Apart from being socio-religious organizations, both of these major organizations worked tirelessly to bring back Islam to a ‘purer’ form free from the cultural syncretism of the land. In other words, they tried to reform Islam by crusading against the un-Islamic practices known as bid’ah or innovation. Islamic revival and reform swept over almost every part of the world where Muslims formed either the majority or were in considerable number. Islamist fringes in other countries like Saudi Arabia, Algeria, Afghanistan, Syria, etc. also carried out extreme forms of reform and Kashmir was no exception to it. The ethnic cleansing of the Kashmiri Pandits in the valley is a dreaded example of a radical force unleashed in India.
As the UK Report from the Prime Minister’s Task Force on Tackling Radicalisation and Extremism, published in 2013, shows, it is not that difficult for preachers with extreme ideology to infiltrate religious organizations and spread extreme views. The report also suggested some legislative measures to initiate a process of de-radicalization to reduce extremism. The report boldly states, “Extremist propaganda is too widely available, particularly online, and has a direct impact on radicalising individuals. The poisonous messages of extremists must not be allowed to drown out the voices of the moderate majority.”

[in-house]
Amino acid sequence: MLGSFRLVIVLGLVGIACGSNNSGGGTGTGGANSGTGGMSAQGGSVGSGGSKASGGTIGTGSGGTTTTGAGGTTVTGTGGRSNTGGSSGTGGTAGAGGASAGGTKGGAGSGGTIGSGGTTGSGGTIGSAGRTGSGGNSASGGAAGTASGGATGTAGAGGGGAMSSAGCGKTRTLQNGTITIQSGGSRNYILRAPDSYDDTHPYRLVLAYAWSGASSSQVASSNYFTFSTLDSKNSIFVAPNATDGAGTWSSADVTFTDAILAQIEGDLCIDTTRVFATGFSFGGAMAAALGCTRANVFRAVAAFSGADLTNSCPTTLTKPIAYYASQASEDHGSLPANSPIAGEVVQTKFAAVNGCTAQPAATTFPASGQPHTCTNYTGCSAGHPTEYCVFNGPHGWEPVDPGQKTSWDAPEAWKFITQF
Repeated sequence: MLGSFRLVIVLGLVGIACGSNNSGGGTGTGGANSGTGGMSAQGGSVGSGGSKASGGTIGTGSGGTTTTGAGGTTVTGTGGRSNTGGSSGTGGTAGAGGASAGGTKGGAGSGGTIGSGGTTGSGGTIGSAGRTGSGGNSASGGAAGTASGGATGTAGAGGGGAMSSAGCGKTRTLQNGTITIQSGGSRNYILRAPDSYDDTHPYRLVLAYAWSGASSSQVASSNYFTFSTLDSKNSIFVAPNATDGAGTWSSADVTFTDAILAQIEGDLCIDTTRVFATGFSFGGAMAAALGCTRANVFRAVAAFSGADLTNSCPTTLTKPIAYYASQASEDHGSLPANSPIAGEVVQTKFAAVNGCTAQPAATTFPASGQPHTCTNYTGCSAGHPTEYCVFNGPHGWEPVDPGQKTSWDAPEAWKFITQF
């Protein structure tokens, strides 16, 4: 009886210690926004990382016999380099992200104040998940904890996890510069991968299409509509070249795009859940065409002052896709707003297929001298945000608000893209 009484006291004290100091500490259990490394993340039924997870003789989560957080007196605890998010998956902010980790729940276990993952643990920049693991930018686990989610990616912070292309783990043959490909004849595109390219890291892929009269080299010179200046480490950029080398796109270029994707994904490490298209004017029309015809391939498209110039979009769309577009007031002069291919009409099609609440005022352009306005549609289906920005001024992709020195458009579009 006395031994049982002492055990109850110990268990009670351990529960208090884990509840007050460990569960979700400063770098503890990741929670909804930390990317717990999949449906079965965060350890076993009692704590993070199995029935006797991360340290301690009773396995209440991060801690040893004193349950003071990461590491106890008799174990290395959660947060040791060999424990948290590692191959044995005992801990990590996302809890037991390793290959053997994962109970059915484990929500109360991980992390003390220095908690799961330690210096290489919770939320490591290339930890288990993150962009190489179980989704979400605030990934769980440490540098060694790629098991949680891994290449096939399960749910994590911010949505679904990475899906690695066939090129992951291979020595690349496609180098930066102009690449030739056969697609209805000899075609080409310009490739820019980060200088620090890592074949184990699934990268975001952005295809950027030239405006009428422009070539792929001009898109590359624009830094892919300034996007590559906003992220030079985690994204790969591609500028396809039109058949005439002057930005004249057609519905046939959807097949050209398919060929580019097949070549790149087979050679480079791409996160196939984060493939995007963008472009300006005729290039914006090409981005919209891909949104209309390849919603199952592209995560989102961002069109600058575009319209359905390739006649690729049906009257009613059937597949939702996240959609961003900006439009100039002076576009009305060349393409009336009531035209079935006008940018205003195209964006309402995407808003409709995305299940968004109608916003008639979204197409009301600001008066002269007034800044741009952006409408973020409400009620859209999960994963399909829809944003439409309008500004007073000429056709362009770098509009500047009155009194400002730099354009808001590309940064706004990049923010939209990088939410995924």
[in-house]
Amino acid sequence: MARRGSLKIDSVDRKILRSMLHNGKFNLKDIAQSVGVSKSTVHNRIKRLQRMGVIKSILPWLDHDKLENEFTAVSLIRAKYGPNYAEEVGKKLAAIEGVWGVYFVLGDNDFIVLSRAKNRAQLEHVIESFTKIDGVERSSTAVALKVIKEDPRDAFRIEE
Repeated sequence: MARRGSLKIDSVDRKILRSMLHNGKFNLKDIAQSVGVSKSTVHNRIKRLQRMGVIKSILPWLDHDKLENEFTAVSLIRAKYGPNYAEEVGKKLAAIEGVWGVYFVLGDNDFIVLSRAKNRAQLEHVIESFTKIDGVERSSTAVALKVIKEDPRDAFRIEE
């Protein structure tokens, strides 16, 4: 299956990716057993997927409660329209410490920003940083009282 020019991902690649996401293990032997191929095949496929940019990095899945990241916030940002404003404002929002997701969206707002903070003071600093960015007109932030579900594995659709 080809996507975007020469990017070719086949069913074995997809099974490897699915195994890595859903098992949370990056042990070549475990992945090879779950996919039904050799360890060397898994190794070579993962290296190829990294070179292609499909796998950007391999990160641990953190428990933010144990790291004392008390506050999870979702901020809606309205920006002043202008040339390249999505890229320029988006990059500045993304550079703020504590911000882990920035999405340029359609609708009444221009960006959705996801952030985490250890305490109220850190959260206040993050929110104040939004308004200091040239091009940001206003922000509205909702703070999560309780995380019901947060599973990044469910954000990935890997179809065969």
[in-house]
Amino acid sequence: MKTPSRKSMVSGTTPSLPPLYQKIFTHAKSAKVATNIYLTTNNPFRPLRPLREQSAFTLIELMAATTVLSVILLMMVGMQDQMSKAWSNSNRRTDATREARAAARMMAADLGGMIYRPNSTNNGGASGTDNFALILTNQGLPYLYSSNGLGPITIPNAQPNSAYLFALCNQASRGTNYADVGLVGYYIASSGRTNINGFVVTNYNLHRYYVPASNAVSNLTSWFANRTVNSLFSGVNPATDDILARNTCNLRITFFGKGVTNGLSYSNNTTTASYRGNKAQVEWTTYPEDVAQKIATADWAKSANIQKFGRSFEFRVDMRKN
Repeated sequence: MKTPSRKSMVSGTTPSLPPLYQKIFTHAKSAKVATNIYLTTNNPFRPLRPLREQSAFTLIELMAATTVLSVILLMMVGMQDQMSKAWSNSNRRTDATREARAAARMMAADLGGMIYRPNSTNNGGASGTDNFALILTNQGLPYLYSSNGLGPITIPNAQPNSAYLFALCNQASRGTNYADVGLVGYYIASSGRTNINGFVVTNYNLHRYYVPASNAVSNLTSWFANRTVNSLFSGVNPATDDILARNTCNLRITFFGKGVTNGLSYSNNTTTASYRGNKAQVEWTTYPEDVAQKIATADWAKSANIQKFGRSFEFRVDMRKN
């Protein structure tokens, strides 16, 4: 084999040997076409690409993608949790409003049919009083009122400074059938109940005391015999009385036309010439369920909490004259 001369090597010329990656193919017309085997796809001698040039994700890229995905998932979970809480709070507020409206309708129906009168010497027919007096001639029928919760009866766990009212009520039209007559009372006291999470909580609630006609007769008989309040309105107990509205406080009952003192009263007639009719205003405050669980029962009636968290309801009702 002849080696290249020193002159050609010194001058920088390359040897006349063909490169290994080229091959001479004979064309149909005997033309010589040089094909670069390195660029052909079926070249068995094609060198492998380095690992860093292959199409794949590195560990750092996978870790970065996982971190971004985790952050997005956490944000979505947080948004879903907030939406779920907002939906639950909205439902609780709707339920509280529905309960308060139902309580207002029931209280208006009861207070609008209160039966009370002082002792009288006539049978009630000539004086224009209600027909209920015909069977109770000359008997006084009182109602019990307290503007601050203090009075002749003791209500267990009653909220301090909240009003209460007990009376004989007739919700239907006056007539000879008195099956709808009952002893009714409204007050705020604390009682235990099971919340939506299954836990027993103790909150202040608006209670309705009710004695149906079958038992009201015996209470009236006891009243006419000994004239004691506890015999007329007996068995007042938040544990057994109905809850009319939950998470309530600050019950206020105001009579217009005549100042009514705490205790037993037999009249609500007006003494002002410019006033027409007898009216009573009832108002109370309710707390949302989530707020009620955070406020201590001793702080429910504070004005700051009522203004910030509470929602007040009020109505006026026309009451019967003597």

The UK Report was published in December 2013 and interestingly in May 2014, the National Democratic Alliance (NDA) formed the government in India with Narendra Modi being sworn in as the 14th Prime Minister of India. Mr. Modi inaugurated the World Sufi Conference on 17 March, 2016 under the auspices of All India Ulama & Mashaikh Board (AIUMB), which was founded by Maulana Muhammad Ashraf Kichochhawi in 2005. One of the major objectives behind the formation of the organization was to create a political space for Muslims who do not actively involve themselves in the government machinery. As discussed above, the Muslim political leadership that evolved from religious organizations belonged to the Deobandi track. AIUMB rallied against the Deoband ideology and gave sermons against the same. The World Sufi Forum appeared to be a political gimmick staged by the central government and strategized by AIUMB in order to discredit the Deoband ideology. In the same year, National Investigating Agency (NIA) registered an anti-terror case against Islamic Research Foundation, founded by popular televangelist Dr. Zakir Naik. In July 2017, NIA declared him an offender. Surprisingly, in May 2017, a delegation of twenty-five Jamiat Ulama-e-Hind leaders called on Mr. Modi. An excerpt from the official website states: